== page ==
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From Non-Runner to Marathon Runner

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Race Day

"The night before the race, I had everything laid out already -- I even went to bed in my running clothes." Just one problem: she was so nervous she couldn't sleep!

"I couldn't stop thinking about the race: the weather, how many other runners were going to be there and if I could even finish the race. I think I only had about 20 minutes of sleep, but I was excited." She had a breakfast of a bagel, a peanut butter PowerBar, and Gatorade before heading to the starting line with her team members.

When it was time to start running at 7:50 a.m., the first-time marathoner describes the experience as exhilarating. "All the hard work was finally put to the test, and every minute of training paid off! I know I would've done better if I had trained better. You get out of it what you put into it." (Hussa finished in 6 hours and 7 minutes, at about a 13-minute/mile pace.)

Because parts of the marathon are opened to traffic after 1 p.m., she had to keep track of her time to "beat the bridge." In the Marine Corps Marathon, runners who don't reach the 14th Street Bridge at mile 19 before 1 p.m. are picked up by a bus and not allowed to continue the race. After passing the bridge, Hussa ran/walked for the rest of the marathon.

With about half a mile to go, her running coach jumped in and ran along with her. "He told me there was a hill before the finish line, but that it was nothing compared to the hills we trained on before," she said. With these motivating words Hussa found herself running faster and feeling more positive and energetic than before she started the race.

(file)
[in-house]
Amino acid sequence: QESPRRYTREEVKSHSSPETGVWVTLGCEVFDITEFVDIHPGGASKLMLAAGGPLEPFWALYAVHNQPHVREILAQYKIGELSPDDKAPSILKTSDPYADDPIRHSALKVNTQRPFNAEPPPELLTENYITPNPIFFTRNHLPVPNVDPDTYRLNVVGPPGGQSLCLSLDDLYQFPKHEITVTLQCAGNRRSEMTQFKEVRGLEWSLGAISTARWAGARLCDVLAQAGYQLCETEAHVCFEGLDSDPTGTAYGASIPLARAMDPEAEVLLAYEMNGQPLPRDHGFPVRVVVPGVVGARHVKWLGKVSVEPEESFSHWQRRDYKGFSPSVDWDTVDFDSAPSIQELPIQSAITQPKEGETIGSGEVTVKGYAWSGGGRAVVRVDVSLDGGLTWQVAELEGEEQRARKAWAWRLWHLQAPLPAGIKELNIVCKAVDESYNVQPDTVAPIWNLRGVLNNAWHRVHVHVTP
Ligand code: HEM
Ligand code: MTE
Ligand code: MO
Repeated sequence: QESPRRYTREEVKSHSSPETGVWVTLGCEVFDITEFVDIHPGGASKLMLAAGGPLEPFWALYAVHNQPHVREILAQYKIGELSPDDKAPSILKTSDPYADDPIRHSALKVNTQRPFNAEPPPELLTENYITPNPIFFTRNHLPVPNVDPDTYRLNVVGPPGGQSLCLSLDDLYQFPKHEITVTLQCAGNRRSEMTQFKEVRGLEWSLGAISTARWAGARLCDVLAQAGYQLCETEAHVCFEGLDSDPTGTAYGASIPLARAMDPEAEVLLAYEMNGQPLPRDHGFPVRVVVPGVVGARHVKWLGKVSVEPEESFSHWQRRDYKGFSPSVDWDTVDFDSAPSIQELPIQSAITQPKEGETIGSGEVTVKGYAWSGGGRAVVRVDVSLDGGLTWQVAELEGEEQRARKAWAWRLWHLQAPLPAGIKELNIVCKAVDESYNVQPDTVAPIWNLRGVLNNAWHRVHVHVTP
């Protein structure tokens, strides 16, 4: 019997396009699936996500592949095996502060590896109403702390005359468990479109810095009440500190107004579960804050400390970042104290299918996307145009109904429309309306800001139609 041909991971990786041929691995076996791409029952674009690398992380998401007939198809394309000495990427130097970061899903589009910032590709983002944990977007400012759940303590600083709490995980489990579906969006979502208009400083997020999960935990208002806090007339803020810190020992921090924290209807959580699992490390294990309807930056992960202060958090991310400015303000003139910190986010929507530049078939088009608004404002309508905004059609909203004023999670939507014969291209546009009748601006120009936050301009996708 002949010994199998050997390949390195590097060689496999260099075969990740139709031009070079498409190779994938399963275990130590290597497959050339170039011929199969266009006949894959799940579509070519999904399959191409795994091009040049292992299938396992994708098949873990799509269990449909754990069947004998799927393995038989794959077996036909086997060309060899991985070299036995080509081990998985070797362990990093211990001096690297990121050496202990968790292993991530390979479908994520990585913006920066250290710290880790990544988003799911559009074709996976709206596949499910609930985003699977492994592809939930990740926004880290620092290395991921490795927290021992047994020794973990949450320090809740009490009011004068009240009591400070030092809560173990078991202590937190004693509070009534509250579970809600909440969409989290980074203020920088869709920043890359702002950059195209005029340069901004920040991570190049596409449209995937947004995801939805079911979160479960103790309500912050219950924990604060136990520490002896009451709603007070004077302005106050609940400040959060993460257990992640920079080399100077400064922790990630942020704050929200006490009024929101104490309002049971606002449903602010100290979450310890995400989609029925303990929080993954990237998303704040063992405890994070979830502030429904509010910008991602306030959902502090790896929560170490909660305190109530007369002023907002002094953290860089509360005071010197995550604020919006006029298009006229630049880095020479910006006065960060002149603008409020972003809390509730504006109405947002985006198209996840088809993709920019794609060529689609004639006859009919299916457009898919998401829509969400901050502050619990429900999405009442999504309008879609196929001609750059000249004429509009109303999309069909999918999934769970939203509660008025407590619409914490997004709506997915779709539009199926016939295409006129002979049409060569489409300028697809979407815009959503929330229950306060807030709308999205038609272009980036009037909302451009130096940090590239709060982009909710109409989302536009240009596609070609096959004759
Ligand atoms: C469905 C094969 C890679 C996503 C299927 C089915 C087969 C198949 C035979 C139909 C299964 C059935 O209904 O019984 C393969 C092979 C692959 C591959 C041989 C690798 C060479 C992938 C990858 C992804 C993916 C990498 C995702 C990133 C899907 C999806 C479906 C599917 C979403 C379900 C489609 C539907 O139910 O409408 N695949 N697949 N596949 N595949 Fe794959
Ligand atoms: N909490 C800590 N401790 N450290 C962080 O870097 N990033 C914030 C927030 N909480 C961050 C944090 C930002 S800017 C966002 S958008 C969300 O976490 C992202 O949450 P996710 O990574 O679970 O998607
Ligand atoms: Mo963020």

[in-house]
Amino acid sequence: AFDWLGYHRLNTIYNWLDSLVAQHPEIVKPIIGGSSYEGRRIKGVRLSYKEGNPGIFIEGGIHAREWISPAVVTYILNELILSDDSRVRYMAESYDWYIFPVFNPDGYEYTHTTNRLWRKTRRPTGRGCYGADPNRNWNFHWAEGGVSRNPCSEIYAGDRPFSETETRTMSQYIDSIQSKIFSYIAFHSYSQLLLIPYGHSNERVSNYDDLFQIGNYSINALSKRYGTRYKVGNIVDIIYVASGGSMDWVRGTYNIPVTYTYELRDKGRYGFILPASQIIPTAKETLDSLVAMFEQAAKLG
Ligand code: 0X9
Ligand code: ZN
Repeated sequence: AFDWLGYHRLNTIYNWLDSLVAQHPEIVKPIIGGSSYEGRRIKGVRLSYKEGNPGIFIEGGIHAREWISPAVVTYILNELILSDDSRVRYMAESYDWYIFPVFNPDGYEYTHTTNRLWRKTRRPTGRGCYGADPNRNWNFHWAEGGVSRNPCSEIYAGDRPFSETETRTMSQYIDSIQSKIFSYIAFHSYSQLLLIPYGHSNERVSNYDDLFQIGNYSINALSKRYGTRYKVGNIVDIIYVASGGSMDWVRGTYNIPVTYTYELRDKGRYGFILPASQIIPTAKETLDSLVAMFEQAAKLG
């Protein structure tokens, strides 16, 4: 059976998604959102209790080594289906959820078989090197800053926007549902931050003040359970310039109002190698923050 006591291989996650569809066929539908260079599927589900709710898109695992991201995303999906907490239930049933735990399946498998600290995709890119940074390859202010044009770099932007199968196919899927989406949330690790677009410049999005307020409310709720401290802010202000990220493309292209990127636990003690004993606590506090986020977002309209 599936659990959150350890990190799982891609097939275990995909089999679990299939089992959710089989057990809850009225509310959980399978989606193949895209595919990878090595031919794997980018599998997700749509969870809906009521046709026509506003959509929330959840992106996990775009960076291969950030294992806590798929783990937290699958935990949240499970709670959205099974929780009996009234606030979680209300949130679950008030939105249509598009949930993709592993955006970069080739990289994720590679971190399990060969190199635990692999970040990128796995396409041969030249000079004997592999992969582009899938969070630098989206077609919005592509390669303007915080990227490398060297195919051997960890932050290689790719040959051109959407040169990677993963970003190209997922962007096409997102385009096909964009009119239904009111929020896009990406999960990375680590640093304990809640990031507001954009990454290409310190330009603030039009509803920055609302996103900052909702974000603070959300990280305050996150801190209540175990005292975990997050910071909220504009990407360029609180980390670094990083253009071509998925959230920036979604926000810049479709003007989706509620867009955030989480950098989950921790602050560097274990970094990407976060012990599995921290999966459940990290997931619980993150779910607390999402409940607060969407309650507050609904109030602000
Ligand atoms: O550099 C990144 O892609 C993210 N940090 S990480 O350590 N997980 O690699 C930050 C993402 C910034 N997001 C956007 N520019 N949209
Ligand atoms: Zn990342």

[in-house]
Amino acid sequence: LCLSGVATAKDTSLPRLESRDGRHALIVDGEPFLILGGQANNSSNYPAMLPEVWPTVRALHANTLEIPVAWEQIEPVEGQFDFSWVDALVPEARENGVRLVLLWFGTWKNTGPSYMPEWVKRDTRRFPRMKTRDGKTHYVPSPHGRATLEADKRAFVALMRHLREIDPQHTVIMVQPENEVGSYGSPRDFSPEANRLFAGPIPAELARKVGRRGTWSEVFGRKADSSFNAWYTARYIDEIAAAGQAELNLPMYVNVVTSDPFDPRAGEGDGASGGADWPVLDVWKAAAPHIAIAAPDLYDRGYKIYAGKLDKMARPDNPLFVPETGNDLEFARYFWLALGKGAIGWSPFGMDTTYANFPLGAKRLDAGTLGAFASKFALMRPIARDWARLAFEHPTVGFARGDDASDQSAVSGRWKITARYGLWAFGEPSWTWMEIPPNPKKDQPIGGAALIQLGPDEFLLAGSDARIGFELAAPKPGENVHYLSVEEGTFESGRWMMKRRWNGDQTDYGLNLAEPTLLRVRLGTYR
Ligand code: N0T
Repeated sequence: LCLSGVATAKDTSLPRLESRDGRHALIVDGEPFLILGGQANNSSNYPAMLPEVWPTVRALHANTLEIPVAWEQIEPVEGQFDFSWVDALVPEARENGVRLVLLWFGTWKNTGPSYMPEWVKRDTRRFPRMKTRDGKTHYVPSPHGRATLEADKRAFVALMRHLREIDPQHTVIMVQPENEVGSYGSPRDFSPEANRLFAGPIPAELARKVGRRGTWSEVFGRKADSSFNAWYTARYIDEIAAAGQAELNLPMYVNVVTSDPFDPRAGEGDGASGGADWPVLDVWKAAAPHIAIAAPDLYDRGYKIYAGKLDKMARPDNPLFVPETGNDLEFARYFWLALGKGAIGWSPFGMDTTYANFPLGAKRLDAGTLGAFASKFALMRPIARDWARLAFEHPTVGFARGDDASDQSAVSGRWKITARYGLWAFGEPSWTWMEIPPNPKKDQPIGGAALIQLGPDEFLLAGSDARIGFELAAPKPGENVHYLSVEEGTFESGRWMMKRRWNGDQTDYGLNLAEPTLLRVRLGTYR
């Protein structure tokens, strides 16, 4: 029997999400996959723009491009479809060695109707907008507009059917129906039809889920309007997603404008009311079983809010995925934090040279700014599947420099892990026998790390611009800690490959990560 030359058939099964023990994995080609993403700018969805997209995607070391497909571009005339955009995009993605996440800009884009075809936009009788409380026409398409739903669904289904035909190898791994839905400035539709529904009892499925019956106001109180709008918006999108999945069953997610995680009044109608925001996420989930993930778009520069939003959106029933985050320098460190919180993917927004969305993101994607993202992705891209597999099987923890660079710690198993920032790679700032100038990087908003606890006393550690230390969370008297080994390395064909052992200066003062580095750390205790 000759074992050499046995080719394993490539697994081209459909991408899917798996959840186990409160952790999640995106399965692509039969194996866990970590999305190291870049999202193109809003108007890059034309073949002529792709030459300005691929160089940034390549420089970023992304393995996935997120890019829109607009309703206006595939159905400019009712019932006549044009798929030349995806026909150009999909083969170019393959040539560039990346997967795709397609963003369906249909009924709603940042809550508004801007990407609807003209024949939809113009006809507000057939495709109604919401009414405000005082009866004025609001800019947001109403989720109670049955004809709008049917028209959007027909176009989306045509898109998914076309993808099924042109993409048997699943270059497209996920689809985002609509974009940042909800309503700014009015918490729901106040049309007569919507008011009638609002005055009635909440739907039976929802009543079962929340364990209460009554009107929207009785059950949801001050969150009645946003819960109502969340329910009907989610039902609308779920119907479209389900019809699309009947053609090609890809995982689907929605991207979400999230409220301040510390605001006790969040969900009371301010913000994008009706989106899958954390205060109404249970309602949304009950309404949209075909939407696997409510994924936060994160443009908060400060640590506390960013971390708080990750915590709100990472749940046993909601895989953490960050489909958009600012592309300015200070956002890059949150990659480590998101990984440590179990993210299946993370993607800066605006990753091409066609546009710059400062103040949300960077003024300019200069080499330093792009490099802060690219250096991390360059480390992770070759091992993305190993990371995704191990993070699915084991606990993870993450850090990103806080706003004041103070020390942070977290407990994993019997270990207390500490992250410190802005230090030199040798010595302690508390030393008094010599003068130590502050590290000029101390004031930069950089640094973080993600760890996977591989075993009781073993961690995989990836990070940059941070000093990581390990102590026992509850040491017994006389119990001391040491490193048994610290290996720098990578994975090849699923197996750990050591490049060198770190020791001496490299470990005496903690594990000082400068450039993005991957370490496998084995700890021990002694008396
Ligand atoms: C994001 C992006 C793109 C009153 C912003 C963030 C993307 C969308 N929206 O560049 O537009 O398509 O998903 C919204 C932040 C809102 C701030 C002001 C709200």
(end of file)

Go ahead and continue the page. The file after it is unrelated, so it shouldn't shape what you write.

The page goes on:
"When I saw my family on the stands by the finish line, I didn't feel the pain in my legs anymore."

Crossing the Finish Line

How did it feel to finish a marathon? "It felt great! Proud, accomplished, and like I could finally rest!" She rewarded herself by eating a burger with fries and a soda and getting much-needed sleep.

Though her legs were in so much pain after running that she couldn't move them in her sleep that night, Marisa Hussa is looking forward to running more marathons. "I didn't really think about doing another," she said. "But I was able to do so much: I took care of myself better, met great friends, raised money for a charity, and trained myself to be more disciplined and committed."

"I might run another marathon next year, but then again why not run one every year? I definitely caught the marathon bug." That's a strong statement from someone who couldn't run a mile four months ago.


Originally published on, November 2009.


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heatherdomabyl wrote:

Great story! I am training for my first marathon and raising money for a charity as well! I am blogging about it at

7/11/2013 11:38:22 AM Report Abuse
pollaws wrote:

Great motivational piece! Thanks

1/25/2010 10:15:41 AM Report Abuse
kimrwillems wrote:

In Fitness Magazine's March 2009 issue I saved an article titled, 'Consider Yourself a Newbie Racer' that outlines an eight week plan to run a half-marathon. I referenced this while training for my half & now want to tackle a full marathon. Therefore, I'm wanting to locate this same article for a full marathon & amnot having a luck. Can you please help?

12/30/2009 12:57:56 PM Report Abuse

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